Bottom Line: High levels of LDL often result from a diet high in saturated and trans fats (i.e. margarine and hydrogenated oils). Trans fatty acids not only increase LDL levels, but lower HDL levels. So reducing, or completely, eliminating your intake of these inflammatory fats is critical. Other ways to improve your cholesterol ratio include adding a daily soluble fiber supplement, increasing monounsaturated fat intake (ie. olive oil, avocados, nuts), quitting smoking, and exercising three to four times a week.
4. Hone in on Homocysteine
Homocysteine is amino acid found in the blood. It is synthesized from the amino acid methionine. The creation and recycling of homocysteine relies on cofactors such as folic acid, vitamin B12 and vitamin B6. At high levels, homocysteine can oxidize LDL cholesterol, resulting in a molecule that is more damaging to the arteries, increasing the risk of CAD. It also increases the risk of blood clots, heart attack and strokes. Homocysteine is measured using a simple blood test that does not require fasting. An optimal homocysteine level is less than 6.3 mmol/L.
Bottom Line: Eating more fruits and vegetables, especially leafy green vegetables, can help lower your homocysteine level by increasing sources of folic acid that will help with recycling this molecule. Supplementing your diet with a product containing a combination of folic acid, vitamin B6 and vitamin B12, or taking these nutrients individually, may also be beneficial in lowering these levels.
5. Extinguish the flames of CRP Levels
C-reactive protein is produced by the body as part of the inflammatory process. Inflammation is recognized as a major contributing cause of cardiovascular disease and diabetes. Elevated concentrations of CRP may indicate an increased risk for heart disease, even when cholesterol levels are normal. The test you can request is called highly sensitive C- Reactive Protein (hs-CRP) and an optimal number is less than 0.80.
Bottom Line: If your CRP is on the high side, you can reduce it daily with exercise, weight loss and with certain supplements such as proanthrocyanadins from grape seed extract, resveratrol, omega-3 fish oil and vitamin C.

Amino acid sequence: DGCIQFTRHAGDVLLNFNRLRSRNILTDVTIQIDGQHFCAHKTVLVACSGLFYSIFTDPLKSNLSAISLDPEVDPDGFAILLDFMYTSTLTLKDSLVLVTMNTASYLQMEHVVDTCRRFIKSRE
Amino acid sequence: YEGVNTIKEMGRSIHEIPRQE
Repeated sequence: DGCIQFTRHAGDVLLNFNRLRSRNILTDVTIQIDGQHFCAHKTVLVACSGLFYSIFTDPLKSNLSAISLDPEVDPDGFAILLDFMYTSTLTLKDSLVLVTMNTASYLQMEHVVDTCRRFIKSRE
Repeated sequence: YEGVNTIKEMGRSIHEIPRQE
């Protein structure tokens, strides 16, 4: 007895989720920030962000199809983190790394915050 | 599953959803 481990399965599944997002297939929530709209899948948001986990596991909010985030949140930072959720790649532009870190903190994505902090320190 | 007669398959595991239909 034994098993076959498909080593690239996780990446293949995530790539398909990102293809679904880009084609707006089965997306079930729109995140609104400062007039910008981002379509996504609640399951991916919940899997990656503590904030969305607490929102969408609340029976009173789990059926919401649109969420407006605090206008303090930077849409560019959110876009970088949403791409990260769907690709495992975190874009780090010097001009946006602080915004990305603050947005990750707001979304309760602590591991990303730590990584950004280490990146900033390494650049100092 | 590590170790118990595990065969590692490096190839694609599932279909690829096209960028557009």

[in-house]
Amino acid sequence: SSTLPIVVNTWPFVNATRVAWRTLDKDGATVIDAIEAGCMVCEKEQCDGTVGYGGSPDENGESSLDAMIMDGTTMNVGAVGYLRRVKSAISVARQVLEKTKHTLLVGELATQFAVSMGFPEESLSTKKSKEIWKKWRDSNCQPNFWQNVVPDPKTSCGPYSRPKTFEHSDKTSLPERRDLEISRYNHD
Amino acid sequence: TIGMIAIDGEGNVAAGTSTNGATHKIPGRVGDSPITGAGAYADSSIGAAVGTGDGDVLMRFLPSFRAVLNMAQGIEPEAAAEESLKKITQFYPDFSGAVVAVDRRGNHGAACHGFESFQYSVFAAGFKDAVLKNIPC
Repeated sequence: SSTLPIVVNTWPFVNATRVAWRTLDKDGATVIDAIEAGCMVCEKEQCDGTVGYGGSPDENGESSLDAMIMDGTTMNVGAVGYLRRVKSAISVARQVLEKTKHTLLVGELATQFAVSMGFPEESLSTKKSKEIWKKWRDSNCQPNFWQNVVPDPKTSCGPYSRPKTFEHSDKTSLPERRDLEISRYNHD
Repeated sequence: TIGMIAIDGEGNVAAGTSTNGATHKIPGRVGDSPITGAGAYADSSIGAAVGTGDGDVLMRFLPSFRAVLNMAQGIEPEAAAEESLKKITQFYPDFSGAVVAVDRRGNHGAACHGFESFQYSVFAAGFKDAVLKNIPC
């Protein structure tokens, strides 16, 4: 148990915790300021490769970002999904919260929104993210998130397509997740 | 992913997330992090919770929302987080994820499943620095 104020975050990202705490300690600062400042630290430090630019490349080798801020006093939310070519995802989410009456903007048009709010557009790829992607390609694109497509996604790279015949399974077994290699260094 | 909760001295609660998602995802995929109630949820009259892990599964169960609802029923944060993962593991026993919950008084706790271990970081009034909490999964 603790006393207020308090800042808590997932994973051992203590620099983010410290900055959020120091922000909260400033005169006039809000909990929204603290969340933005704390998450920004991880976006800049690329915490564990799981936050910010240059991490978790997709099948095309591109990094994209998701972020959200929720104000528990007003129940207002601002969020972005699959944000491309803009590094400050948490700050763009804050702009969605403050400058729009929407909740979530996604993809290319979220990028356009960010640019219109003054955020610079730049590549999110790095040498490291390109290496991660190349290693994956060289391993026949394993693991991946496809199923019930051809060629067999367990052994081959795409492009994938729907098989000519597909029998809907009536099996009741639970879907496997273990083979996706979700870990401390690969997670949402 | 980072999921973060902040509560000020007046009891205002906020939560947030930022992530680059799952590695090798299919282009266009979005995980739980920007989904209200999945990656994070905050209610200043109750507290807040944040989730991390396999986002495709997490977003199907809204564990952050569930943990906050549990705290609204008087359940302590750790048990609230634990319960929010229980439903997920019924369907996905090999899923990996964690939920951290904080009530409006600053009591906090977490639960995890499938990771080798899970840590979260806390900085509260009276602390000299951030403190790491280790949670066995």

6. Lower Your Triglycerides
Triglycerides are the main type of fat normally transported in your bloodstream. After eating, fats in your foods are digested and released into your bloodstream as triglycerides. They are transported throughout your body to give you energy or to be stored as fat. Between meals, hormones regulate the release of triglycerides from fat tissues to meet the body’s energy requirements. Thus, they are essential to proper bodily function. However, excess triglycerides in the blood while fasting are related to an increase in CAD. An acceptable triglyceride level is 1.7 mmol/L or less. Triglycerides are typically within the normal range unless you have an inherited tendency toward high levels or you have a problem processing carbohydrates.
Bottom Line: Lower your intake of starchy carbohydrates, reduce or eliminate sugar and processed foods, supplement your diet with omega-3 fish oil, and boost your intake of healthy fats.
Chobanian AV, Bakris GL, Black HR, Cushman WC, Green LA, Izzo Jr. JL, Jones DW, Materson BJ, Oparil S, Wright Jr. JT, Roccella EJ. Seventh report of the Joint National Committee on Prevention, Detection, Evaluation, and Treatment of High Blood Pressure. Hypertension. 2003 Dec; 42(6):1206–52.
Perlmutter D. Grain Brain. New York: Little Brown and Company; 2013.
Turner N. The Hormone Diet. Toronto: Random House Canada; 2009
Turner N. The Carb Sensitivity Program. Toronto: Random House Canada; 2012